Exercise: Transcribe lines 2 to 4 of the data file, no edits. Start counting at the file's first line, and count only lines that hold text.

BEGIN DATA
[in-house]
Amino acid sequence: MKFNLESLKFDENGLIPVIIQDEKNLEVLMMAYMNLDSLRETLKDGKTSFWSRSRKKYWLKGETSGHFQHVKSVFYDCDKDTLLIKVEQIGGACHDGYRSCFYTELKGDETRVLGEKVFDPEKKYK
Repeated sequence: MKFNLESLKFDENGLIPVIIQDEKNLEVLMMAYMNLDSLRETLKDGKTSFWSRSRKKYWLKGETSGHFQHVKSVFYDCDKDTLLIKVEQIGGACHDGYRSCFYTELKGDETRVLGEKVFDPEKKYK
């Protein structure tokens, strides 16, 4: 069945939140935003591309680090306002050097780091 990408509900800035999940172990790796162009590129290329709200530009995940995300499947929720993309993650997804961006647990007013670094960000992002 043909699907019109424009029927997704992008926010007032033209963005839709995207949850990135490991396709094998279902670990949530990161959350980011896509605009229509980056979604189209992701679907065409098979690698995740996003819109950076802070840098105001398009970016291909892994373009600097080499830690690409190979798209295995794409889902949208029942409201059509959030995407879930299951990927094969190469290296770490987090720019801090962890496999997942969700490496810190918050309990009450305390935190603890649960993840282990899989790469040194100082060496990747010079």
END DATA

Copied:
Amino acid sequence: MKFNLESLKFDENGLIPVIIQDEKNLEVLMMAYMNLDSLRETLKDGKTSFWSRSRKKYWLKGETSGHFQHVKSVFYDCDKDTLLIKVEQIGGACHDGYRSCFYTELKGDETRVLGEKVFDPEKKYK
Repeated sequence: MKFNLESLKFDENGLIPVIIQDEKNLEVLMMAYMNLDSLRETLKDGKTSFWSRSRKKYWLKGETSGHFQHVKSVFYDCDKDTLLIKVEQIGGACHDGYRSCFYTELKGDETRVLGEKVFDPEKKYK
């Protein structure tokens, strides 16, 4: 069945939140935003591309680090306002050097780091 990408509900800035999940172990790796162009590129290329709200530009995940995300499947929720993309993650997804961006647990007013670094960000992002 043909699907019109424009029927997704992008926010007032033209963005839709995207949850990135490991396709094998279902670990949530990161959350980011896509605009229509980056979604189209992701679907065409098979690698995740996003819109950076802070840098105001398009970016291909892994373009600097080499830690690409190979798209295995794409889902949208029942409201059509959030995407879930299951990927094969190469290296770490987090720019801090962890496999997942969700490496810190918050309990009450305390935190603890649960993840282990899989790469040194100082060496990747010079």